[Note: The sales numbers for the two firms differ due differences in database components, definitions and other factors. The trend lines are similar, however.]
The 2010 numbers reflect “stable performance” for the product line, says Joseph Montminy, assistant vice president-annuity research at LIMRA.
Actually, he adds, “when compared to what was going on in the environment and the history of the product, this is relatively strong” performance.
While income annuity sales rose slightly in 2010, he explains, overall annuity sales—including variable and all types of fixed annuities—were down by 7 percent. That decline was largely due to a 27 percent drop in total fixed annuity sales for the year, Montminy says.
Because income annuities are a type of fixed annuity, their growth amid a big decline in total fixed sales is getting attention. At least two large national insurance companies have entered the income annuity market for the first time, points out Montminy.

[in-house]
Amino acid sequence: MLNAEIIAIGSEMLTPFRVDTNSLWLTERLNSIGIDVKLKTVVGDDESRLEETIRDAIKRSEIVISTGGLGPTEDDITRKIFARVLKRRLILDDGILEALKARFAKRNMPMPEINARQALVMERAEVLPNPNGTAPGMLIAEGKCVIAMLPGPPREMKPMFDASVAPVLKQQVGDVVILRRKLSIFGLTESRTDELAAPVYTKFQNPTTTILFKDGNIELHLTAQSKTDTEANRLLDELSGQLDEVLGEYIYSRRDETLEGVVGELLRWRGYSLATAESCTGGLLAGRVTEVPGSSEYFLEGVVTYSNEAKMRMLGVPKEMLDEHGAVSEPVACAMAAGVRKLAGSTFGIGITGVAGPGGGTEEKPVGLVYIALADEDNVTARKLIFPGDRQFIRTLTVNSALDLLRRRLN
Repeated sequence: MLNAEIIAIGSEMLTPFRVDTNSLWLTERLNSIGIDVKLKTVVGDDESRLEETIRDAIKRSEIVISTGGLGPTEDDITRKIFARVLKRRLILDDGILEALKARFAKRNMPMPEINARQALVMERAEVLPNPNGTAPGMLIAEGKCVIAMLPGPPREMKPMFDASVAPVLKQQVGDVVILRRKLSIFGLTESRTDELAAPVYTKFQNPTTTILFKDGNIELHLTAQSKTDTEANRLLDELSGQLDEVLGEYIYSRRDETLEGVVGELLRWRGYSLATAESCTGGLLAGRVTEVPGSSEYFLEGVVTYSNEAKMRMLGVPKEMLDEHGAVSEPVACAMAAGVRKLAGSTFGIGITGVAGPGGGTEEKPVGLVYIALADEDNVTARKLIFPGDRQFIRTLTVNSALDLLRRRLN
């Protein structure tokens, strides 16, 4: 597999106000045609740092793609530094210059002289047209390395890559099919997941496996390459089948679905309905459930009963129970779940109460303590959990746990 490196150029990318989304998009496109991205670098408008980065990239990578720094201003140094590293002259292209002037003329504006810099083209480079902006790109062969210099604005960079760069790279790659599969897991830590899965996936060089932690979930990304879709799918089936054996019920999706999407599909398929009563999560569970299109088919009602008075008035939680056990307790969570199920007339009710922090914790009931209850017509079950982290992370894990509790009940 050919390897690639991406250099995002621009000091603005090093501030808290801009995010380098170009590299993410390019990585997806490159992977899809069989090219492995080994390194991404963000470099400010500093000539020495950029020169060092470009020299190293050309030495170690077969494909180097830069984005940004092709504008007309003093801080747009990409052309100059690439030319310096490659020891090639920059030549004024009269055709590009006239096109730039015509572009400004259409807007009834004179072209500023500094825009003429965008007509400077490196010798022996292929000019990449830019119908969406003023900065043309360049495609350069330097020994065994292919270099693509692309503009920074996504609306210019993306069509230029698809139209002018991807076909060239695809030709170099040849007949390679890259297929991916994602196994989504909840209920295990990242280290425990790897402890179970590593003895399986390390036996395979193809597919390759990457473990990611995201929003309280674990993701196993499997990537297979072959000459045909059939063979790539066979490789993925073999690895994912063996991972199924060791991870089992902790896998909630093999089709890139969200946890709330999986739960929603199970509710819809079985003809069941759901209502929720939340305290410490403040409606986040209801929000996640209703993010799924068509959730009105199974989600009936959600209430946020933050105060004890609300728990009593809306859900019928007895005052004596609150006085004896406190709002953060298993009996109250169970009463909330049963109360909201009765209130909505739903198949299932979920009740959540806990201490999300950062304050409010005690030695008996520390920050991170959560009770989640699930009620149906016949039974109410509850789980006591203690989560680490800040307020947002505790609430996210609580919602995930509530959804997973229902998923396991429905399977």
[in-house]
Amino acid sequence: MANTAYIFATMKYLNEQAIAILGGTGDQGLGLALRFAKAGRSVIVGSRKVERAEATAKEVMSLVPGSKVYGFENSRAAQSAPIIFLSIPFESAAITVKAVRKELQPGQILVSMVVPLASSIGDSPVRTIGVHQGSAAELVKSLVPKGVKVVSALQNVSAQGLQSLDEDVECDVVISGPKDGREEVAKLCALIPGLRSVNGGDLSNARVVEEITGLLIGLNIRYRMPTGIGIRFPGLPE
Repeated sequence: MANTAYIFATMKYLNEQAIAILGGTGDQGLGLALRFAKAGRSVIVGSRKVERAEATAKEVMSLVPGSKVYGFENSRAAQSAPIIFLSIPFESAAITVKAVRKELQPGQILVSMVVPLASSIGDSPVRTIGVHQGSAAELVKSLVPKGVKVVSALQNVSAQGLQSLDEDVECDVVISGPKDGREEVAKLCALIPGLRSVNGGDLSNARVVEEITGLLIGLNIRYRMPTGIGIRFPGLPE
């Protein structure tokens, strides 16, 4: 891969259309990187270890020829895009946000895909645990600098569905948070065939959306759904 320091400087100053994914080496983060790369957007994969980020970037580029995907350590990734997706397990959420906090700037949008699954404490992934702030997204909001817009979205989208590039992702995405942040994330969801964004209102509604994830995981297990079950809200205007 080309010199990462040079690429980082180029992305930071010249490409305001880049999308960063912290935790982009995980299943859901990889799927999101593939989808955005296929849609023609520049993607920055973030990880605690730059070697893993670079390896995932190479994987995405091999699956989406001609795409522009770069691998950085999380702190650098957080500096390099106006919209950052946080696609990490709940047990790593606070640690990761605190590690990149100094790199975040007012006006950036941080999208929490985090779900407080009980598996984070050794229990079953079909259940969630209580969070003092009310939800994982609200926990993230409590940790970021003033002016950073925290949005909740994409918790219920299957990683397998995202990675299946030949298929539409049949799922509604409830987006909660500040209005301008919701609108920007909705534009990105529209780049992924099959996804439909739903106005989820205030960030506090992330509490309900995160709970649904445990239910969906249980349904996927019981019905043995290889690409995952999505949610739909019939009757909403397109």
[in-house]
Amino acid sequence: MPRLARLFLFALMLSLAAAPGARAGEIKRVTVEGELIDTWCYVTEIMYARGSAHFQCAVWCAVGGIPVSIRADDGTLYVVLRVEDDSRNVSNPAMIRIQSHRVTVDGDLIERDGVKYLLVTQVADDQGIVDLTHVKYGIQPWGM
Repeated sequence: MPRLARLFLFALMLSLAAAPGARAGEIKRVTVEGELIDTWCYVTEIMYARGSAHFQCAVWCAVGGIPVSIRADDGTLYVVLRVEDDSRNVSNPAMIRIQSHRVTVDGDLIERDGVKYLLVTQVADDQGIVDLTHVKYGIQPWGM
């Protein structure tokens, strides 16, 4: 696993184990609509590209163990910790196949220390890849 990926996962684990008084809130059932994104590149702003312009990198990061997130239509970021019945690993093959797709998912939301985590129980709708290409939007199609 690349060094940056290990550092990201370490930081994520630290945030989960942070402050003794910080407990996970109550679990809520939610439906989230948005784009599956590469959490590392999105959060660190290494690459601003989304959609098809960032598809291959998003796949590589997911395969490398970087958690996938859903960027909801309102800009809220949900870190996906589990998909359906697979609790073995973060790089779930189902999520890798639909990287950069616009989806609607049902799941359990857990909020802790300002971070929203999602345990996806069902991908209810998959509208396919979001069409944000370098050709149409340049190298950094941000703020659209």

The relationship is all the more attention-grabbing since, in 2008, income annuity sales peaked right in step with the rest of annuity industry, points out Montminy.
Consumers tend to delay buying income annuities if they think the rates will go up the following year, adds Beacon’s Alexander. But the sales results show that income annuity sales were actually increasing despite the fact that interest rates were very low for the year.
What is going on?
Annuity experts are parsing the data, looking to see if it is aberration or part of an overall trend. Both Montminy and Alexander see it as a growth trend that will likely continue.